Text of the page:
A review of things you need to know before you go home Thursday; mortgage and deposit rate changes; China FTA upgrade; New Zealand walks; wholesale trade and stocks; employment for the disabled; Australian trade balance; local rates higher, NZD lower

A review of things you need to know before you go home Thursday; mortgage and deposit rate changes; China FTA upgrade; New Zealand walks; wholesale trade and stocks; employment for the disabled; Australian trade balance; local rates higher, NZD lower

Here are the key things you need to know before you leave work today.

MORTGAGE RATE CHANGES
Westpac has reduced its 2 yr rate by -6 bps to 4.69%. TSB Bank has reduced a number of its special mortgage rates by -6 bps to -10 bps. See rates here.

DEPOSIT RATE CHANGES
TSB Bank has reduced its 12 mnth and 18 mnth term deposit rates by -5 bps and -10 bps to 3.30% and 3.65% respectively.

CHINA FTA UPGRADE
The Government has agreed a negotiating mandate to upgrade the China Free Trade Agreement (FTA) that will deliver thousands of jobs and be worth billions to the economy. Currently there is $24 bln worth of two-way trade with China and the Government estimates that there are 8,500 new jobs created for every billion dollars of exports. The negotiation priorities will be a better deal for dairy, forestry and wood processing exporters, new rules to enhance online and digital trade and better measures to deal with non-tariff barriers. Two-way trade with China is targeted to be worth $30 bln by 2020.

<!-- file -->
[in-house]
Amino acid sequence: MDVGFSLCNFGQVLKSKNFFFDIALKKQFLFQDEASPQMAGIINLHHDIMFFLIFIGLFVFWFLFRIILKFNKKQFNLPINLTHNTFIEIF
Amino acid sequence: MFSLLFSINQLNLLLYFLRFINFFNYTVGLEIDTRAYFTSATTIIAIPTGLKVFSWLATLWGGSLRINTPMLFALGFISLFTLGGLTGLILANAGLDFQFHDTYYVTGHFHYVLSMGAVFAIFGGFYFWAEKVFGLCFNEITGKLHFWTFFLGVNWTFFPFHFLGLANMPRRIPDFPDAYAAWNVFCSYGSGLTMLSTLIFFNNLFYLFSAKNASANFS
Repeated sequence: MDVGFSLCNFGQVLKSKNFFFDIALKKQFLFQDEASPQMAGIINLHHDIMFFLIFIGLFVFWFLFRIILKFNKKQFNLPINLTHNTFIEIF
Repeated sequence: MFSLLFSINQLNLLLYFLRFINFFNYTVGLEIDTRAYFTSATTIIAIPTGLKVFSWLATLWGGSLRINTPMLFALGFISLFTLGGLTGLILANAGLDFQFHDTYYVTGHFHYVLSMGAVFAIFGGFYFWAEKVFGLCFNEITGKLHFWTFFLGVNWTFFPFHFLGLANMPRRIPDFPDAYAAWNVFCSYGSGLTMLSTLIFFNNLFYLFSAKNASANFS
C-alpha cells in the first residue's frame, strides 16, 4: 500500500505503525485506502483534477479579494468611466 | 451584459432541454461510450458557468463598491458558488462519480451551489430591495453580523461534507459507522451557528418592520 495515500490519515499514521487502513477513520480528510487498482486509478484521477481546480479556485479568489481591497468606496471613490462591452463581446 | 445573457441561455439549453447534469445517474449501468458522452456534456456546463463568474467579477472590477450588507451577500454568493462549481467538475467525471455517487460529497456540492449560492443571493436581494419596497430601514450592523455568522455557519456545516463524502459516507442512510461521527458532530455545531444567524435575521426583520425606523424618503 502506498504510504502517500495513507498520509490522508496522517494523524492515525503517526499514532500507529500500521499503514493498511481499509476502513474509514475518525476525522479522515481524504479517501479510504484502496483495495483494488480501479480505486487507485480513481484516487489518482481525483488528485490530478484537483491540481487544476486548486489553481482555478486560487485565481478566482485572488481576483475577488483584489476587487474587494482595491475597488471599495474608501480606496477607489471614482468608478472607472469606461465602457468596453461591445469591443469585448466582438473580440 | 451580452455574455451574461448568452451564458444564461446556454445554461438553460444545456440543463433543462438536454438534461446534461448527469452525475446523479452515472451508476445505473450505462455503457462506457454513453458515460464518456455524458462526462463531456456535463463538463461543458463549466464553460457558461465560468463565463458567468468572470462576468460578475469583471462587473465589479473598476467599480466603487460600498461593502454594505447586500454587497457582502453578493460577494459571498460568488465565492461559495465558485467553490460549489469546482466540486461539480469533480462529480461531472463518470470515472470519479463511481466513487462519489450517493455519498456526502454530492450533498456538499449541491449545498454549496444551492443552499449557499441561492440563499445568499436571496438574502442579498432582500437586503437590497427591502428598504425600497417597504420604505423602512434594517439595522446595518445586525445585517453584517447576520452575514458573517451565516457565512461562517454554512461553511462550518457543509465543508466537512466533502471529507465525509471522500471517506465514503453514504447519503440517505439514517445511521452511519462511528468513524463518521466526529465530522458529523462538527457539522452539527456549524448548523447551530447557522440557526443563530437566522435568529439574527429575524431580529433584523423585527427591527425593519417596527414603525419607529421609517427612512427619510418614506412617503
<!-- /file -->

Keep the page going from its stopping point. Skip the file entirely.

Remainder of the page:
GREAT SHORT AND GREAT DAY WALKS ANNOUNCED
The tracks included in Great Day and Great Short Walks, developed jointly by the Department of Conservation and Tourism New Zealand, have been announced. This is an expansion of the Great Walks brand aimed at promoting walking experiences across the country. There will be $76 mln invested into managing the impact of visitor growth, protecting biodiversity, improving track surfaces and adding facilities such as toilets where required. See list of walks here.

WHOLESALE TRADE
The actual value of wholesale trade was $24.9 bln in the June 2017 quarter, up +$1.4 bln or +6.0%, from the June 2016 quarter. Seasonally adjusted wholesale trade rose by +$431 mln or +1.7% in June 2017 quarter, when compared with the March 2017 quarter. The rise was driven by basic materials wholesaling and machinery equipment wholesaling.

MOTOR VEHICLES AND PARTS
The actual value of wholesale stocks for motor vehicles and parts has risen at the fastest pace since 2009, Stats NZ says. The value as at June 2017 sits at $2.1 bln, up +$328 mln or +19%, from June 2016. The previous largest stock increase was +$337 mln in September 2008, up +24% from September 2007. The increase coincides with the recent record high of car imports. When adjusted for seasonality, motor vehicle and parts wholesale stocks were up +$173 mln, or +9.2%, from March 2017.

EMPLOYMENT FOR THE DISABLED
In the June 2017 quarter, disabled people were more than twice as likely to be unemployed as the non-disabled people, 11.4% versus 4.5% unemployment. Their average income was just over half of non-disabled people's income because of fewer weekly hours and lower hourly wages. When those aged 65+ are removed from the sample labour force participation rate for the disabled increases from 25.2% to 45.2%. The employment rate for disabled people was 22.4% compared to 69.3% for non-disabled people.

AUSTRALIAN TRADE BALANCE